7.21 g/kg (0 °C) 8.21 g/kg (5 °C) 9.44 g/kg (10 °C) 10.97 g/kg (15 °C) 12.78 g/kg (20 °C)
Paracetamol, also known as acetaminophen or APAP, is a medication used to treat pain and fever. It is typically used for mild to moderate pain. There is poor evidence for fever relief in children. It is often sold in combination with other ingredients such as in many cold medications. In combination with opioid pain medication, paracetamol is used for more severe pain such as cancer pain and after surgery. It is typically used either by mouth or rectally but is also available intravenously. Effects last between two and four hours.
Paracetamol is generally safe at recommended doses. Serious skin rashes may rarely occur, and too high a dose can result in liver failure. It appears to be safe during pregnancy and when breastfeeding. In those with liver disease, it may still be used, but in lower doses. Paracetamol is classified as a mild analgesic. It does not have significant anti-inflammatory activity and how it works is not entirely clear.
Paracetamol was discovered in 1877. It is the most commonly used medication for pain and fever in both the United States and Europe. It is on the World Health Organization's List of Essential Medicines, the most effective and safe medicines needed in a health system. Paracetamol is available as a generic medication with trade names including Tylenol and Panadol among others. The wholesale price in the developing world is less than 0.01 USD per dose. In the United States it costs about 0.04 USD per dose.
Paracetamol is used for reducing fever in people of all ages. The World Health Organization (WHO) recommends that paracetamol be used to treat fever in children only if their temperature is greater than 38.5 °C (101.3 °F). The efficacy of paracetamol by itself in children with fevers has been questioned and a meta-analysis showed that it is less effective than ibuprofen.
Paracetamol is used for the relief of mild to moderate pain. The use of the intravenous form for pain of sudden onset in people in the emergency department is supported by limited evidence.
The American College of Rheumatology recommends paracetamol as one of several treatment options for people with arthritis pain of the hip, hand, or knee that does not improve with exercise and weight loss. A 2015 review, however, found it provided only a small benefit in osteoarthritis.
Paracetamol has relatively little anti-inflammatory activity, unlike other common analgesics such as the NSAIDs aspirin and ibuprofen, but ibuprofen and paracetamol have similar effects in the treatment of headache. Paracetamol can relieve pain in mild arthritis, but has no effect on the underlying inflammation, redness, and swelling of the joint. It has analgesic properties comparable to those of aspirin, while its anti-inflammatory effects are weaker. It is better tolerated than aspirin due to concerns about bleeding with aspirin.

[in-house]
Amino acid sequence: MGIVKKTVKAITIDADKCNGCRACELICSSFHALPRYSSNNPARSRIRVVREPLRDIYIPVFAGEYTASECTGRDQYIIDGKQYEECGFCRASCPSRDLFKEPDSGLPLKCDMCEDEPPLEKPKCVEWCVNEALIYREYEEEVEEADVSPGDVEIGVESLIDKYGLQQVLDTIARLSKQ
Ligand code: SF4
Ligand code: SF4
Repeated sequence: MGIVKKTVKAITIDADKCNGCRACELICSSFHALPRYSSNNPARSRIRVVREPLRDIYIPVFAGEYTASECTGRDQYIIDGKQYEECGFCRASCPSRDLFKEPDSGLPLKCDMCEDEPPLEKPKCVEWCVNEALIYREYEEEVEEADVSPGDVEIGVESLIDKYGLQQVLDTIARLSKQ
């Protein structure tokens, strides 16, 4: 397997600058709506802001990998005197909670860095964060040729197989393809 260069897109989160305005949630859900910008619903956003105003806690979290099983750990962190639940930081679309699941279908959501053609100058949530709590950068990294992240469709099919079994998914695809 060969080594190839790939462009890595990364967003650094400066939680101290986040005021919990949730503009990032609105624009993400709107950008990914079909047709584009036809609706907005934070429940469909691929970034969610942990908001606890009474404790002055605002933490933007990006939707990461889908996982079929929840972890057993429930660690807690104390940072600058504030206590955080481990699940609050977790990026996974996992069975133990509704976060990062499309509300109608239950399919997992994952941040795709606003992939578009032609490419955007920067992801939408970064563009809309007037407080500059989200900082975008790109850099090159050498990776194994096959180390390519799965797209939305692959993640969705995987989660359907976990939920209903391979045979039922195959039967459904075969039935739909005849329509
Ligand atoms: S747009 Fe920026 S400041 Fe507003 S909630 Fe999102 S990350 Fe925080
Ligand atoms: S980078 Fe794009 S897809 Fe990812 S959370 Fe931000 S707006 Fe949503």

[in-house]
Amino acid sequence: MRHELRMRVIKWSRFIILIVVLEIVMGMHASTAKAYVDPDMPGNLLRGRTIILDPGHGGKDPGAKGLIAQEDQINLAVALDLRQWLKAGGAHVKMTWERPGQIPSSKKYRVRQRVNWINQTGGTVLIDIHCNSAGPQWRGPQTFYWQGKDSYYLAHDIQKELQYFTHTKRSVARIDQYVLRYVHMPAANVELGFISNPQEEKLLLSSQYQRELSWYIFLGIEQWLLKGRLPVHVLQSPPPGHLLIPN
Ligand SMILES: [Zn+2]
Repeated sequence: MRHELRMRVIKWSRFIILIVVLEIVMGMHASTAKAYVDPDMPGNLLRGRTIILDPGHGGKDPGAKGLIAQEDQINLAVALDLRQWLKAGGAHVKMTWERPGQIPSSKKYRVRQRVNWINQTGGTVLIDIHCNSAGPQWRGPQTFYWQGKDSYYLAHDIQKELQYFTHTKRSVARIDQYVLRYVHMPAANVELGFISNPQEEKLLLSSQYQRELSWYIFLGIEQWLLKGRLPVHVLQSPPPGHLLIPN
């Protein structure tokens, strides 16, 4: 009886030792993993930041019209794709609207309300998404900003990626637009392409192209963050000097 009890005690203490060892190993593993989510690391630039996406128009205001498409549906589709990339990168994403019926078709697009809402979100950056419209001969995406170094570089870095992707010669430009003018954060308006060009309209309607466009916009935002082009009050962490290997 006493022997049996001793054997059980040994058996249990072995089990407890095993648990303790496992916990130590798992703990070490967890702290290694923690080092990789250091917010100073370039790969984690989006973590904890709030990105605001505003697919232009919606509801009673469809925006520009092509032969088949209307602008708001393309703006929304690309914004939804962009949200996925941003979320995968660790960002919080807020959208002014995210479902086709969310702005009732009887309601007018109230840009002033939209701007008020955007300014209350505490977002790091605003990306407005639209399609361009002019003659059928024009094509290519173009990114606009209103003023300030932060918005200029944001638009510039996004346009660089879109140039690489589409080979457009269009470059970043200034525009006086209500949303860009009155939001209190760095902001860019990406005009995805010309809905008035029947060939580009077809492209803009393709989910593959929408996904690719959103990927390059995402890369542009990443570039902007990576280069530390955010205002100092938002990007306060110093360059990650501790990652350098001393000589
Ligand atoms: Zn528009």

Based on a systematic review, paracetamol is recommended by the American College of Physicians and the American Pain Society as a first-line treatment for low back pain. However, other systematic reviews concluded that evidence for its efficacy is lacking.
A joint statement of the German, Austrian, and Swiss headache societies and the German Society of Neurology recommends the use of paracetamol in combination with caffeine as one of several first line therapies for treatment of tension or migraine headache. In the treatment of acute migraine, it is superior to placebo, with 39% of people experiencing pain relief at one hour compared with 20% in the control group.
Paracetamol combined with NSAIDs may be more effective for treating postoperative pain than either paracetamol alone or NSAIDs alone.
NSAIDs such as ibuprofen, naproxen, diclofenac are more effective than paracetamol for controlling dental pain or pain arising from dental procedures; combinations of NSAIDs and paracetamol are more effective than either alone. Paracetamol is particularly useful when NSAIDs are contraindicated due to hypersensitivity or history of gastrointestinal ulceration or bleeding. It can also be used in combination with NSAIDs when these are ineffective in controlling dental pain alone. The Cochrane review of preoperative analgesics for additional pain relief in children and adolescents shows no evidence of benefit in taking paracetamol before dental treatment to help reduce pain after treatment for procedures under local anaesthetic, however the quality of evidence is low.
The efficacy of paracetamol when used in combination with weak opioids (such as codeine) improved for approximately 50% of people but with increases in the number experiencing side effects. Combination drugs of paracetamol and strong opioids like morphine improve analgesic effect.
The combination of paracetamol with